5.4. Constrained Property Optimization
Setup. The constrained property optimization aims at finding a new molecule with the largest similarity score and the largest improvement of a targeted property value given a molecule . Following the similar experimental setup of (Jin et al., 2018; You et al., 2018), we choose Tanimoto similarity of Morgan fingerprint (Rogers and Hahn, 2010) as the similarity metrics, the penalized logP (plogp) as the target property, and from the molecules with the lowest plogp scores in the training dataset of ZINC250K. We use similar gradient ascend method as discussed in the previous subsetion to search for optimized molecules. An optimization succeeds if we find a novel molecule which is different from and and within steps where is the smallest similarity threshold to screen the optimized molecules.
Results. Results are summarized in Table 5. We find that our MoFlow finds the most similar new molecules at the same time achieves very good plogp improvement. Compared with the state-of-the-art VAE model JT-VAE, our MoFlow achieves much higher similarity score and property improvement, implying that our model is good at interpolation and learning continuous molecular embedding. Compared with the state-of-the-art reinforcement learning based method GCPN and GraphAF which is good at generating molecules step-by-step with targeted property rewards, our model MoFlow achieves the best similarity scores and the second best property improvements. We illustrate one optimization example in Figure 6 with very similar structures but a large improvement w.r.t the penalized logP.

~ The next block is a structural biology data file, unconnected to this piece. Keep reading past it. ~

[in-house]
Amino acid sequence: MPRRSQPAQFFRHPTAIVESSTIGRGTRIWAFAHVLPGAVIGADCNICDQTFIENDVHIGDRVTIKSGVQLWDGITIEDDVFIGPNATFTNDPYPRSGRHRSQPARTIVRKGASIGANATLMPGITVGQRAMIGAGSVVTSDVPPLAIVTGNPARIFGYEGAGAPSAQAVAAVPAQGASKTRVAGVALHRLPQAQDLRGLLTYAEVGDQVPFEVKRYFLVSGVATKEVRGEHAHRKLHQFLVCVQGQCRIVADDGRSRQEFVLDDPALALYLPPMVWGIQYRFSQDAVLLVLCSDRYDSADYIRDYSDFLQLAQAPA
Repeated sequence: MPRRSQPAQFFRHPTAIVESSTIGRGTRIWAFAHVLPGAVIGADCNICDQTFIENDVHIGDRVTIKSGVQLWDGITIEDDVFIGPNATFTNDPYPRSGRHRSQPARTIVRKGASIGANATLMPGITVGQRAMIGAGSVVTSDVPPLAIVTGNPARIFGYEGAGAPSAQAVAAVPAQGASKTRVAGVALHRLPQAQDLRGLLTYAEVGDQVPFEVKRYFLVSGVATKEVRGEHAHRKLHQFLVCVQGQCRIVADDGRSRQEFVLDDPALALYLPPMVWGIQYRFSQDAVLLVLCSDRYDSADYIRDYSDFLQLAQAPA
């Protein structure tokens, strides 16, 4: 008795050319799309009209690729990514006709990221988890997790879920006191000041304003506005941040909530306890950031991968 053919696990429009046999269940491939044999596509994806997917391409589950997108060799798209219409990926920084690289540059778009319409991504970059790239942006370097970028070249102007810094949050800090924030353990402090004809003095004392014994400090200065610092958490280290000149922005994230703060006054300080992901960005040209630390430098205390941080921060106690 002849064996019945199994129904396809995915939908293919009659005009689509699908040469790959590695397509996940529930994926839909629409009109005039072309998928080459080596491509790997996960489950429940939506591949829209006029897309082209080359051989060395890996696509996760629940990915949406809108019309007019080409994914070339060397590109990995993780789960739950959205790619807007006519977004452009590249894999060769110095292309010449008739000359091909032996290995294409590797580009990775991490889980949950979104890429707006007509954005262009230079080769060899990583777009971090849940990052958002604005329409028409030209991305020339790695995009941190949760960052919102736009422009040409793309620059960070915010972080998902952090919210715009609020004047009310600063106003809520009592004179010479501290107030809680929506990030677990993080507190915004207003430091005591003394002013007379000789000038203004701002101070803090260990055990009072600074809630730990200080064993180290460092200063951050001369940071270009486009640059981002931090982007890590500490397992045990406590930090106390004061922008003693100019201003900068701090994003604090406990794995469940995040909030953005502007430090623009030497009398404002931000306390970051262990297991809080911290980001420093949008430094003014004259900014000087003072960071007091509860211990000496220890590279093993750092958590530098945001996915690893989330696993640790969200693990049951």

In this paper, we propose a novel deep graph generative model MoFlow for molecular graph generation. Our MoFlow is one of the first flow-based models which not only generates molecular graphs at one-shot by invertible mappings but also has a validity guarantee. Our MoFlow consists of a variant of Glow model for bonds, a novel graph conditional flow for atoms given bonds, and then combining them with post-hoc validity corrections. Our MoFlow achieves state-of-the-art performance on molecular generation, reconstruction and optimization. For future work, we try to combine the advantages of both sequential generative models and one-shot generative models to generate chemically feasible molecular graphs. Codes and datasets are open-sourced at https://github.com/calvin-zcx/moflow.
This work is supported by NSF IIS 1716432, 1750326, ONR N00014-18-1-2585, Amazon Web Service (AWS) Machine Learning for Research Award and Google Faculty Research Award.
This work is supported by NSF IIS 1716432, 1750326, ONR N00014-18-1-2585, Amazon Web Service (AWS) Machine Learning for Research Award and Google Faculty Research Award.